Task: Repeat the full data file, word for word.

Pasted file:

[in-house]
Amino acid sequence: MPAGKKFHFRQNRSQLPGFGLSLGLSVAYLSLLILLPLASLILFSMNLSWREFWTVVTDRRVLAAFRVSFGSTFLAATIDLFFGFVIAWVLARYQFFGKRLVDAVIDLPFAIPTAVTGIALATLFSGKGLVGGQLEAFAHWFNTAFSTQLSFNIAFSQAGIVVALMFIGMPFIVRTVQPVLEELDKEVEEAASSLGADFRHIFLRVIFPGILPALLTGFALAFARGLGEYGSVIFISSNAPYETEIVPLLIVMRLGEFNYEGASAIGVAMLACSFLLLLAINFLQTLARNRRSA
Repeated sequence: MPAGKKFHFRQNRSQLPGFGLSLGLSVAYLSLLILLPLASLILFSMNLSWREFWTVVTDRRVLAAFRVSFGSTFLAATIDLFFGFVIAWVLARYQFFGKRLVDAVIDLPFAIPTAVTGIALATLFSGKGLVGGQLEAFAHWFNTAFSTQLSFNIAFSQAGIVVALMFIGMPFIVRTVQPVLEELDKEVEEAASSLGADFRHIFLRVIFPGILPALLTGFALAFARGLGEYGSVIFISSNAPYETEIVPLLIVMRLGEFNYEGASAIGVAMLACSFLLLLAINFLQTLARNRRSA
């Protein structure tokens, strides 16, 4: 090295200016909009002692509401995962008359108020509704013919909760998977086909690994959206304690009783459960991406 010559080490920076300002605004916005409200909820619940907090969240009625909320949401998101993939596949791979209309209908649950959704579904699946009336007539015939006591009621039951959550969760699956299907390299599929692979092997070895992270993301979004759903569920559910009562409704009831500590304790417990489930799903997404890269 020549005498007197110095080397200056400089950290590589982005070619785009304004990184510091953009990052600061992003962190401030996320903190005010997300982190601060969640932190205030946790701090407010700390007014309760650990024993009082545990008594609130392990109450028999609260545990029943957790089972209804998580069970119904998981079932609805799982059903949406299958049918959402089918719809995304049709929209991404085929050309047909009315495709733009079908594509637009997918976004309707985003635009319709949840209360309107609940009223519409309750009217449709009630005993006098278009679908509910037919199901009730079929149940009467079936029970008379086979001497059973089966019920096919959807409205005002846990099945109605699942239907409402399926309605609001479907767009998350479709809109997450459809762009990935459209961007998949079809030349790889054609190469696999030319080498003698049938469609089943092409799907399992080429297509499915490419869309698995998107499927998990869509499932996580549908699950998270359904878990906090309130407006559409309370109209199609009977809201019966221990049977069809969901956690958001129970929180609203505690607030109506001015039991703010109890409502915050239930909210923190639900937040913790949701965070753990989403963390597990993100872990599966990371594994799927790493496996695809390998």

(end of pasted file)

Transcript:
[in-house]
Amino acid sequence: MPAGKKFHFRQNRSQLPGFGLSLGLSVAYLSLLILLPLASLILFSMNLSWREFWTVVTDRRVLAAFRVSFGSTFLAATIDLFFGFVIAWVLARYQFFGKRLVDAVIDLPFAIPTAVTGIALATLFSGKGLVGGQLEAFAHWFNTAFSTQLSFNIAFSQAGIVVALMFIGMPFIVRTVQPVLEELDKEVEEAASSLGADFRHIFLRVIFPGILPALLTGFALAFARGLGEYGSVIFISSNAPYETEIVPLLIVMRLGEFNYEGASAIGVAMLACSFLLLLAINFLQTLARNRRSA
Repeated sequence: MPAGKKFHFRQNRSQLPGFGLSLGLSVAYLSLLILLPLASLILFSMNLSWREFWTVVTDRRVLAAFRVSFGSTFLAATIDLFFGFVIAWVLARYQFFGKRLVDAVIDLPFAIPTAVTGIALATLFSGKGLVGGQLEAFAHWFNTAFSTQLSFNIAFSQAGIVVALMFIGMPFIVRTVQPVLEELDKEVEEAASSLGADFRHIFLRVIFPGILPALLTGFALAFARGLGEYGSVIFISSNAPYETEIVPLLIVMRLGEFNYEGASAIGVAMLACSFLLLLAINFLQTLARNRRSA
């Protein structure tokens, strides 16, 4: 090295200016909009002692509401995962008359108020509704013919909760998977086909690994959206304690009783459960991406 010559080490920076300002605004916005409200909820619940907090969240009625909320949401998101993939596949791979209309209908649950959704579904699946009336007539015939006591009621039951959550969760699956299907390299599929692979092997070895992270993301979004759903569920559910009562409704009831500590304790417990489930799903997404890269 020549005498007197110095080397200056400089950290590589982005070619785009304004990184510091953009990052600061992003962190401030996320903190005010997300982190601060969640932190205030946790701090407010700390007014309760650990024993009082545990008594609130392990109450028999609260545990029943957790089972209804998580069970119904998981079932609805799982059903949406299958049918959402089918719809995304049709929209991404085929050309047909009315495709733009079908594509637009997918976004309707985003635009319709949840209360309107609940009223519409309750009217449709009630005993006098278009679908509910037919199901009730079929149940009467079936029970008379086979001497059973089966019920096919959807409205005002846990099945109605699942239907409402399926309605609001479907767009998350479709809109997450459809762009990935459209961007998949079809030349790889054609190469696999030319080498003698049938469609089943092409799907399992080429297509499915490419869309698995998107499927998990869509499932996580549908699950998270359904878990906090309130407006559409309370109209199609009977809201019966221990049977069809969901956690958001129970929180609203505690607030109506001015039991703010109890409502915050239930909210923190639900937040913790949701965070753990989403963390597990993100872990599966990371594994799927790493496996695809390998």